By Bonnie Eisenfeld
Philadelphia received two Gun Violence Investigation and Prosecution Grants federally funded by the American Rescue Plan.
The District Attorney’s Office in collaboration with the Police Department and Managing Director’s Office will receive $20 million to support citywide gun violence investigation and prosecution initiatives. GVIP funding will be used to support the Digital Forensics Lab’s expansion which will advance gun violence investigation and prosecution in Philadelphia by leveraging advanced technology with adequate staffing to improve multi-agency coordination by more effectively sharing intelligence and evidence, leading to increased arrests and convictions of the few individuals driving the majority of crime involving firearms. These investigative and prosecutorial technology upgrades will also assist law enforcement efforts to prevent and intervene before future incidents occur while helping further collect evidence for straw purchases cases and trace the origin of firearms found in Philadelphia.
Funding will be used to expand digital surveillance capabilities, including video analytics and license plate reader technology; camera installation and maintenance; implement investigator and prosecutor case management system; support technology upgrades to the crime scene kits used by investigators; support the salary, benefits, and training of new full-time staff to support and utilize technology upgrades for investigation and prosecution of gun violence in Philadelphia, and related office supplies for funded staff.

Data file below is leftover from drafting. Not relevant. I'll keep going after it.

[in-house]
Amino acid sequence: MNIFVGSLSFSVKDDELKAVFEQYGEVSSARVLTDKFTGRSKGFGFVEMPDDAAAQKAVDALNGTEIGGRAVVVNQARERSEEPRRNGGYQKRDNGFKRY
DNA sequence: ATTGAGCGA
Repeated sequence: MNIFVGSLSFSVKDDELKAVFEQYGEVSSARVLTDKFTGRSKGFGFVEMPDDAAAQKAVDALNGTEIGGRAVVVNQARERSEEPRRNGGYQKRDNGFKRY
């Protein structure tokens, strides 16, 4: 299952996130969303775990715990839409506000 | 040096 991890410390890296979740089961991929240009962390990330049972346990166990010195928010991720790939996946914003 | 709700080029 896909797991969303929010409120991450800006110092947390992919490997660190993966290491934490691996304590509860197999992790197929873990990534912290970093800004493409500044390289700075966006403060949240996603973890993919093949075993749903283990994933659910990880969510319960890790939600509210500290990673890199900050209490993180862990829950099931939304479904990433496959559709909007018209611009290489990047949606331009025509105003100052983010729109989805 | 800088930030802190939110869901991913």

The Southeastern Pennsylvania Transportation Authority (SEPTA) will receive $4,993,639 to install ZeroEyes weapon detection technology on its security cameras and increase police overtime to reduce gun violence and aid prosecution of firearms offenses. The ZeroEyes system quickly identifies whether guns are visible in camera footage, and after verification by trained personnel, alerts emergency responders about their location. These funds will be used to install the ZeroEyes software on security cameras, support the annual DeepZero license subscription for a two-year pilot project, and increase Transit Police overtime in order to partner with the City of Philadelphia and local law enforcement agencies to target gun violence in the transit network.
In addition, 65 Philadelphia nonprofit organizations and institutions received money for gun violence prevention through the Violence Intervention and Prevention Grant Program, run through the Pennsylvania Commission on Crime and Delinquency (PCCD). This program was funded by $30 million in State funds in 2022/23 and $75 million in Federal American Rescue Plan (ARP) State Fiscal Recovery dollars for a total of $105 million.